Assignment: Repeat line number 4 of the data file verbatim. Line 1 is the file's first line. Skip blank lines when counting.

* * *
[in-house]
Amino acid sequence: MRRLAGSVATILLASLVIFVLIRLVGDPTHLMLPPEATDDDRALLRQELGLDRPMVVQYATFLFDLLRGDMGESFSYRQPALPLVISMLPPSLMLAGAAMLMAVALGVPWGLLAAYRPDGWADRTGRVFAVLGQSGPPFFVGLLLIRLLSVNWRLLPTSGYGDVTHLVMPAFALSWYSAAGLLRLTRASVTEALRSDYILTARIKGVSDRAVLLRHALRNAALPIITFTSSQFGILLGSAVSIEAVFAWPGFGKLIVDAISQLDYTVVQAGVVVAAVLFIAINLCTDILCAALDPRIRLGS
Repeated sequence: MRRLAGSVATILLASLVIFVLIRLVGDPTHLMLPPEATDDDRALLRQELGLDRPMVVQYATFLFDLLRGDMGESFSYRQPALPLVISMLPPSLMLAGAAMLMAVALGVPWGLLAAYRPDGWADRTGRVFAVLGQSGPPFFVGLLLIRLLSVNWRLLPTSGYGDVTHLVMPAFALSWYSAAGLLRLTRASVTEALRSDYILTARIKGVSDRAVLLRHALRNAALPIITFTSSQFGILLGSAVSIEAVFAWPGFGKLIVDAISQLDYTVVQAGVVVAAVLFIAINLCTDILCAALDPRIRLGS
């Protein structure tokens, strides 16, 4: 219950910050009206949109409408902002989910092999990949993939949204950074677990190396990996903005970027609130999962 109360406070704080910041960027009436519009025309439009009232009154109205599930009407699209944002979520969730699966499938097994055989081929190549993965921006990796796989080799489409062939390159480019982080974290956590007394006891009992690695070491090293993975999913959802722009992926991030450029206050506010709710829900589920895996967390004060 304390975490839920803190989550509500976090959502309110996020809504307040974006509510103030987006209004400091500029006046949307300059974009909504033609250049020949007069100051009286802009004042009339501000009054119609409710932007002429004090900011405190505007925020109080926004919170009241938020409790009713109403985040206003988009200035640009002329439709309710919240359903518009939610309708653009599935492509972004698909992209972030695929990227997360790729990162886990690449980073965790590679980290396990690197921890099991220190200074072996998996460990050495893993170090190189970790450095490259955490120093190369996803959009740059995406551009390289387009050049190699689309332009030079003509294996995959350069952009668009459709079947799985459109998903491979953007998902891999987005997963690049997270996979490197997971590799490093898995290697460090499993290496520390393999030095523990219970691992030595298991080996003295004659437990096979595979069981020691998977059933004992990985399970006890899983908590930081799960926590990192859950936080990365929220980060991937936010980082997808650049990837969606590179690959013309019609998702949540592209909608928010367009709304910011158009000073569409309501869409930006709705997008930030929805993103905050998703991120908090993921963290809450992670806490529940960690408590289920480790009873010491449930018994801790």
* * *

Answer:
């Protein structure tokens, strides 16, 4: 219950910050009206949109409408902002989910092999990949993939949204950074677990190396990996903005970027609130999962 109360406070704080910041960027009436519009025309439009009232009154109205599930009407699209944002979520969730699966499938097994055989081929190549993965921006990796796989080799489409062939390159480019982080974290956590007394006891009992690695070491090293993975999913959802722009992926991030450029206050506010709710829900589920895996967390004060 304390975490839920803190989550509500976090959502309110996020809504307040974006509510103030987006209004400091500029006046949307300059974009909504033609250049020949007069100051009286802009004042009339501000009054119609409710932007002429004090900011405190505007925020109080926004919170009241938020409790009713109403985040206003988009200035640009002329439709309710919240359903518009939610309708653009599935492509972004698909992209972030695929990227997360790729990162886990690449980073965790590679980290396990690197921890099991220190200074072996998996460990050495893993170090190189970790450095490259955490120093190369996803959009740059995406551009390289387009050049190699689309332009030079003509294996995959350069952009668009459709079947799985459109998903491979953007998902891999987005997963690049997270996979490197997971590799490093898995290697460090499993290496520390393999030095523990219970691992030595298991080996003295004659437990096979595979069981020691998977059933004992990985399970006890899983908590930081799960926590990192859950936080990365929220980060991937936010980082997808650049990837969606590179690959013309019609998702949540592209909608928010367009709304910011158009000073569409309501869409930006709705997008930030929805993103905050998703991120908090993921963290809450992670806490529940960690408590289920480790009873010491449930018994801790």